Thursday, April 19, 2018

News: Xeros at a pivotal point in commercialisation


The board of innovative Rotherham company, Xeros, believes that it is at a pivotal point in the commercialisation of its technologies as it reports its financial results for the year ending December 2017.

Based on the Advanced Manufacturing Park (AMP), Xeros is a Leeds University spin-out that has developed a patented system using a unique method of special polymer beads rather than the usual large amounts of fresh water to clean clothes.

The AIM-listed firm is targeting commercial laundry and domestic laundry as well as the tanning industry and textile manufacturing.

Income at Xeros has increased to £2.3m but adjusted EBITDA (earnings before tax) was a loss of £28.7m as it continues to spend on R&D and commercialisation.

An oversubscribed share placing raised a further £25m in 2017 as it aims to accelerate commercialisation. The company is debt free and expects to raise further funds from investors in 2018.

The financial report provides an update on the company's target sectors.

The first target sector was commercial laundry where the use of Xeros technology can reduce water consumption in places like hotels which can cut costs by up to 50%.

During 2017, Xeros initiated a plan to transition to a business model whereby manufacturers incorporate and sell its proprietary technology in exchange for royalties. Called the "Symphony project," Xeros is currently working with two major OEM's on the testing and validation of the technology inside their own branded machines. The objective being to have these companies marketing, selling and servicing machines incorporating Xeros' technology through their own well-established channels.

Xeros is also signing up "Forward Channel Partners" in areas where water scarcity is a big issue such as Australia, UAE and South Africa, who will market, sell and provide the full set of services for Xeros enabled machines.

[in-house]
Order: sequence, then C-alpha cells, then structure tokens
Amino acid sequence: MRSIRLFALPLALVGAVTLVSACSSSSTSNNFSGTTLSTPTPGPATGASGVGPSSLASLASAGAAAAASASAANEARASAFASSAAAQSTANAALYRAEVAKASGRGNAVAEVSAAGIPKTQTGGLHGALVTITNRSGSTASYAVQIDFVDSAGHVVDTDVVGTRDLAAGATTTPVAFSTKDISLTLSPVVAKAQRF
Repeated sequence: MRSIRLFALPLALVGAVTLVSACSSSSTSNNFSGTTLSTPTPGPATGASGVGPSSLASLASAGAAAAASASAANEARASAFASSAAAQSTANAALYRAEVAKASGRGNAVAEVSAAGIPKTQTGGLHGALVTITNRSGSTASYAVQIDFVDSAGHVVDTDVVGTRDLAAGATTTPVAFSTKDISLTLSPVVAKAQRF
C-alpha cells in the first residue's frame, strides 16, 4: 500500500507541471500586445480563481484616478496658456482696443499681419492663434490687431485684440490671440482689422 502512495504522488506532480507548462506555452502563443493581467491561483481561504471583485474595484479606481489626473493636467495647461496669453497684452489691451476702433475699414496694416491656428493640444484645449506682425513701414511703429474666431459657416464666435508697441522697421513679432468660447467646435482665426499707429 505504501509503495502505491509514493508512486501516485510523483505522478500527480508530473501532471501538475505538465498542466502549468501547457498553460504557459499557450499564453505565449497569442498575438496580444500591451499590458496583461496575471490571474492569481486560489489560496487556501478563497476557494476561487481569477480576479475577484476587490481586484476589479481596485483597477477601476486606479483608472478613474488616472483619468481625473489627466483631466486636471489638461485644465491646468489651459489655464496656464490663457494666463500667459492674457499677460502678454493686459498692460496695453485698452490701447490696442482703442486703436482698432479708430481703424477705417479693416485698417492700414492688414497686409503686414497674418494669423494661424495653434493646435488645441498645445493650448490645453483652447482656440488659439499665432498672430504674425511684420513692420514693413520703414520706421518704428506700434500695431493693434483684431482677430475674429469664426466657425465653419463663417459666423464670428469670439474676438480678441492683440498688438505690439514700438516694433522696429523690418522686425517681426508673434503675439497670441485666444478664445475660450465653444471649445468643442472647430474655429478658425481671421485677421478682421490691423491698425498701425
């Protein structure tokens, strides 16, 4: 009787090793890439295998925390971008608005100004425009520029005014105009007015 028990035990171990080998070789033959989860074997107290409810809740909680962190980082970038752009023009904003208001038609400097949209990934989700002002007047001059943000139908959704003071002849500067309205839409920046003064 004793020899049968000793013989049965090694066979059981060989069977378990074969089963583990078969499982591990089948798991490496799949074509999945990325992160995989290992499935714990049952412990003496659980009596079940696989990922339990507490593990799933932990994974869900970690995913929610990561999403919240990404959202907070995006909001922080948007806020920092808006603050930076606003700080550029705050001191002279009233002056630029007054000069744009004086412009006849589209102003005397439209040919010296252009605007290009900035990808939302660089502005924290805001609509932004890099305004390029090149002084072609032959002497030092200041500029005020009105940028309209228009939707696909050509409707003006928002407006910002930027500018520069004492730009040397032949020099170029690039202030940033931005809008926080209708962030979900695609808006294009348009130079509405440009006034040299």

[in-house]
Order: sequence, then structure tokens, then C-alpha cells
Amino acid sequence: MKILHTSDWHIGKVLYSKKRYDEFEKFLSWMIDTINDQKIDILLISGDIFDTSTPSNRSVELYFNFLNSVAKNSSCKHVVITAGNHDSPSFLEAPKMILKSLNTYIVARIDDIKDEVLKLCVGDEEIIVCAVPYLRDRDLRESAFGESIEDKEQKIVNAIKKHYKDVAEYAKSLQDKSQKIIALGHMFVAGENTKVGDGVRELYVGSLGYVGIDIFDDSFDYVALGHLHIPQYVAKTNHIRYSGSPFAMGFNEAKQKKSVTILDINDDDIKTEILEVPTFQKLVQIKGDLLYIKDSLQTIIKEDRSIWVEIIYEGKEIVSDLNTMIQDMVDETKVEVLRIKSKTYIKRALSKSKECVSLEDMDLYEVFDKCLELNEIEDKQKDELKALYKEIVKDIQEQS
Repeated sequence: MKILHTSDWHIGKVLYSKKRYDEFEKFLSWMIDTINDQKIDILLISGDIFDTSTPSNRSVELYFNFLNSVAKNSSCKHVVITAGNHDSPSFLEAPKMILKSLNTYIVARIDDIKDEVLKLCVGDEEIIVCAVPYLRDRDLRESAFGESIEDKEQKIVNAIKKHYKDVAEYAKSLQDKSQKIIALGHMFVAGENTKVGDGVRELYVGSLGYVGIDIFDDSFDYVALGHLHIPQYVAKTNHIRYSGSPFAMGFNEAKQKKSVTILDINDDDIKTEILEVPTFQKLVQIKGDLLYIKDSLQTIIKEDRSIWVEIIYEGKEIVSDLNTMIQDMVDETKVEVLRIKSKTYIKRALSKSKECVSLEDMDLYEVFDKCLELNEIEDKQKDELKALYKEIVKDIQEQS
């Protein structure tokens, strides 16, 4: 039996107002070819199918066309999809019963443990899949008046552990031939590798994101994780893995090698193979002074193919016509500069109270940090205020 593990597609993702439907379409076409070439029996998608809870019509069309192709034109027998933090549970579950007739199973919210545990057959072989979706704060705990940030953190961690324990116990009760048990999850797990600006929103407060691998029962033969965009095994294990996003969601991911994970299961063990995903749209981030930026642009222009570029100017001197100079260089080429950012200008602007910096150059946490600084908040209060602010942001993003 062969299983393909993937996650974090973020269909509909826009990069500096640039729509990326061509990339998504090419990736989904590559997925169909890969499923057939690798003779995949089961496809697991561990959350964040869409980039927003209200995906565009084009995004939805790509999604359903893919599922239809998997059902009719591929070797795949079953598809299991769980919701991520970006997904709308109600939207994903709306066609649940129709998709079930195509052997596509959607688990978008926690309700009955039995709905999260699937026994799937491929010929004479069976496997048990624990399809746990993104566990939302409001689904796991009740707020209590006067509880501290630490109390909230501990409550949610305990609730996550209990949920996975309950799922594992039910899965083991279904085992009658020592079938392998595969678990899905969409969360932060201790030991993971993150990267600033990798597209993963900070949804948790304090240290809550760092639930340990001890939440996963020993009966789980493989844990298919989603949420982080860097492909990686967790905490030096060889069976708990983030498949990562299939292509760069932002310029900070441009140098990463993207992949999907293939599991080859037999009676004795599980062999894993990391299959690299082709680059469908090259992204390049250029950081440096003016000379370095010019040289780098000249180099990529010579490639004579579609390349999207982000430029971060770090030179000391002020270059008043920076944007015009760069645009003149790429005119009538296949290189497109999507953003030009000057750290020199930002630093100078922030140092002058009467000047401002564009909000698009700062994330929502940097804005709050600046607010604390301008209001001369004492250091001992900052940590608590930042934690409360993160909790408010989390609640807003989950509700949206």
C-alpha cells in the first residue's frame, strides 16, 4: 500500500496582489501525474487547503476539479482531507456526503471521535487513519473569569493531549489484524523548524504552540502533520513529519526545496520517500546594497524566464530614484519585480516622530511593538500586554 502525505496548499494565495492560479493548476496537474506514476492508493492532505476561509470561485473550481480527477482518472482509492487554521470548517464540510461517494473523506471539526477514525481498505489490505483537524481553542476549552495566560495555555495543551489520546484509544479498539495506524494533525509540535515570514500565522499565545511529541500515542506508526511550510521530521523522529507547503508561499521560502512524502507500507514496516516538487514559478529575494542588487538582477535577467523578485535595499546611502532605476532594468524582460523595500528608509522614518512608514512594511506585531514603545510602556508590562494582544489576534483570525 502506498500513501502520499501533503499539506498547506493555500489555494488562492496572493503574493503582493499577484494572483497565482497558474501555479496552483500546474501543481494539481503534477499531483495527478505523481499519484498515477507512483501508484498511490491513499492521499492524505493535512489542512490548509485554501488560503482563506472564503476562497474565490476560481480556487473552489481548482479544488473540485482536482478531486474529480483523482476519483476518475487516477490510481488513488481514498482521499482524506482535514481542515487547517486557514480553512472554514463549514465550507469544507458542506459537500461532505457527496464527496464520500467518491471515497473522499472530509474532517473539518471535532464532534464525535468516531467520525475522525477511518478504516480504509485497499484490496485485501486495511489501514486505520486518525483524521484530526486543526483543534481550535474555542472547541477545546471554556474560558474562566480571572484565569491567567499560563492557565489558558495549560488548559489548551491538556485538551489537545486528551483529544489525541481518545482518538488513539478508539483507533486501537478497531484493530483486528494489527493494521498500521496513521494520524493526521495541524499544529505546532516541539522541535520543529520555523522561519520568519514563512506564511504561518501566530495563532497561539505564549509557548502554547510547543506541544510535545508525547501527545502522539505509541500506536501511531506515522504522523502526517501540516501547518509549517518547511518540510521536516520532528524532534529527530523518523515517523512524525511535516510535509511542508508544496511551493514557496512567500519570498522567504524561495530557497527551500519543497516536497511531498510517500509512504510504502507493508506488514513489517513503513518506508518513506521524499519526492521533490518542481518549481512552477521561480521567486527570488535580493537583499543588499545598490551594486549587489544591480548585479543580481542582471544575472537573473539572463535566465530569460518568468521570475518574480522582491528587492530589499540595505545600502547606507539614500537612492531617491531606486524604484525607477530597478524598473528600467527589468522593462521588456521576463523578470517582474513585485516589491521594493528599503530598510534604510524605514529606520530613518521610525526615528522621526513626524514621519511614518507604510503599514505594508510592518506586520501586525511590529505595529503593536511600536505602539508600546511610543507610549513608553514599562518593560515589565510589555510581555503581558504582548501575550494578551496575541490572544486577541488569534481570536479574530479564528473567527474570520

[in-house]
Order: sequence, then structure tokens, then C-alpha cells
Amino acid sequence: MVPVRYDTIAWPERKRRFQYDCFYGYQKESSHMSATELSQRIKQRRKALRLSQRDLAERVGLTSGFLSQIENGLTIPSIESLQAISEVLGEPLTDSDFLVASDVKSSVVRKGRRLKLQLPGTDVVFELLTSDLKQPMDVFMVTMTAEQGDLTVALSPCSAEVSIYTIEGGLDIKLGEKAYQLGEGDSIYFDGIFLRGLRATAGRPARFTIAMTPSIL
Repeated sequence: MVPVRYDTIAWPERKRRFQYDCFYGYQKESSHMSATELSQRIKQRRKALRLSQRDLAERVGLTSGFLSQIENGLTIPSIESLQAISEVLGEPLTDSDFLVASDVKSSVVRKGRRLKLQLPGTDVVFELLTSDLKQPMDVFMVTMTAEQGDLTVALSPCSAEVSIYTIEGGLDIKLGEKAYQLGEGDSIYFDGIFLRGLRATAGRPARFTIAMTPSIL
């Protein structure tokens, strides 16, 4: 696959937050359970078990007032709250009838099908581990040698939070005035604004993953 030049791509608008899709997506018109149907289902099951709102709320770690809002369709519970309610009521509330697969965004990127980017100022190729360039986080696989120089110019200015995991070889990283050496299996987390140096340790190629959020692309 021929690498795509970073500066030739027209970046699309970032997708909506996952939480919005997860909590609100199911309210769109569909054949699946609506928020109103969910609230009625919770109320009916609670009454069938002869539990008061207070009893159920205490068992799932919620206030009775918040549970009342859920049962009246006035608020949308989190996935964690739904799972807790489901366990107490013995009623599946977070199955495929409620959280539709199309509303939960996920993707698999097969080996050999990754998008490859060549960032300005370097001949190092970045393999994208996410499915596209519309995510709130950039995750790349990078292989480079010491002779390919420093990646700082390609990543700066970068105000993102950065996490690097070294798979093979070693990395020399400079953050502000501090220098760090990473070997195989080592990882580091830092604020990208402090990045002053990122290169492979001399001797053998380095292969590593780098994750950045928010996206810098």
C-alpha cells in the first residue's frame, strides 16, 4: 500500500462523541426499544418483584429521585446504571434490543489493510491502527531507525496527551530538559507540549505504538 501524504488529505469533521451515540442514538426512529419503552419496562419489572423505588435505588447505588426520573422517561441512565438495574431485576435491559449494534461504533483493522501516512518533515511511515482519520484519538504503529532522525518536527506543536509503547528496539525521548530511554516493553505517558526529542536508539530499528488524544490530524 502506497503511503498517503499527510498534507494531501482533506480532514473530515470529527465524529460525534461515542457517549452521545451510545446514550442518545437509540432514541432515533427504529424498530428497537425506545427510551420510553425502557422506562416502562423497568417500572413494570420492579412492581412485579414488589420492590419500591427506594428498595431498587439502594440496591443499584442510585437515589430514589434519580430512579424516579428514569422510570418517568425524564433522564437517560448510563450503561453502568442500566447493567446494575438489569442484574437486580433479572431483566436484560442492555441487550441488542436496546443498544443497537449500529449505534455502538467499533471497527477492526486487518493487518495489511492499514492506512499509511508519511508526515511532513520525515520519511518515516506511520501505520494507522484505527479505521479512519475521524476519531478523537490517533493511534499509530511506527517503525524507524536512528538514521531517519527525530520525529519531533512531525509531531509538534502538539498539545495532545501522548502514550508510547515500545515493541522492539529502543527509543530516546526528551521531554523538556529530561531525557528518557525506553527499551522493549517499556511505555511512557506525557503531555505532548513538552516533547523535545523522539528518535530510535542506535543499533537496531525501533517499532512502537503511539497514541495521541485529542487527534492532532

The total number of machines commissioned and generating revenue grew by 169 during the year to a total of 381 at the end of December 2017. The target is that by the end of 2020, a machine will be commissioned every working hour incorporating Xeros' technology with each providing a royalty to Xeros.

Progress has also been made in the revenue-generating sector of performance workwear as Xeros acquires companies in the US as it aims to create a nation-wide network to serve the US firefighter market.

In domestic laundry, Xeros was at the Consumer Electronics Show (CES) in January 2018 to launch its technology. The company said that it has now "entered into structured discussions with a number of major OEMs with the objective of licensing our technology."

Globally 119 million washing machines are sold annually with a retail market value of $70 billion per annum. Xeros is targeting an average royalty of 4% of the retail price of a machine.

In tanning technologies, the business model is one of sharing gains with customers under long-term contracts. Following successful trials, a start date is awaited for implementing engineering solutions in Wollsdorf, Xeros' first major contract which will see the conversion of its re-tanning operations in Austria to use Xeros' patented polymer beads.

Xeros has been targeting retanning and dyeing stages which use large volumes of water to apply specialty chemicals. It is also set to move upstream to the tanning stages of the process which typically uses proportionately more water to apply bulk chemicals. The target is to be applying its technology to up to 20% of the tanning market by the end of 2022.


In the latest target sector, textiles, Xeros has demonstrated how its technology has the capacity to deliver water, chemistry, energy and effluent reductions which at least match performance outcomes in its other selected applications. Looking at denim finishing and garment dying, scale trials and development agreements with major manufacturers are expected soon.

The polymer science team in Rotherham continues to work on developing "Generation Three" polymers and the firm now has 48 "pending" or "granted" patent families, an increase of seven on the previous year.

The company states that the development of cleaning and tanning technologies were materially completed during 2017 and the focus is on their commercialisation. It said that it has a clear strategy to achieve "commercial inflection points" in 2018 which will allow future monetisation of each of its businesses.

Mark Nichols, chief executive of Xeros, said: "Xeros is now providing a unique, proven technological solution in a world increasingly threatened by the environmental challenges of water scarcity and pollution.

"We now have two businesses with turnover, other applications with near term inflection points and are engaged with some of the leading market incumbents in each of our cleaning and tanning applications. We also expect to be in discussion with major garment producers in the near term for our textile applications.

"For the majority of our applications, our plans are to implement IP-rich, capital-light business models with market incumbents.

"With our resources now aligned specifically to business opportunity, we are working our way through major commercialisation milestones.

"We are now at a pivotal point in the commercialisation of our technologies."

Xeros website

Images: Xeros


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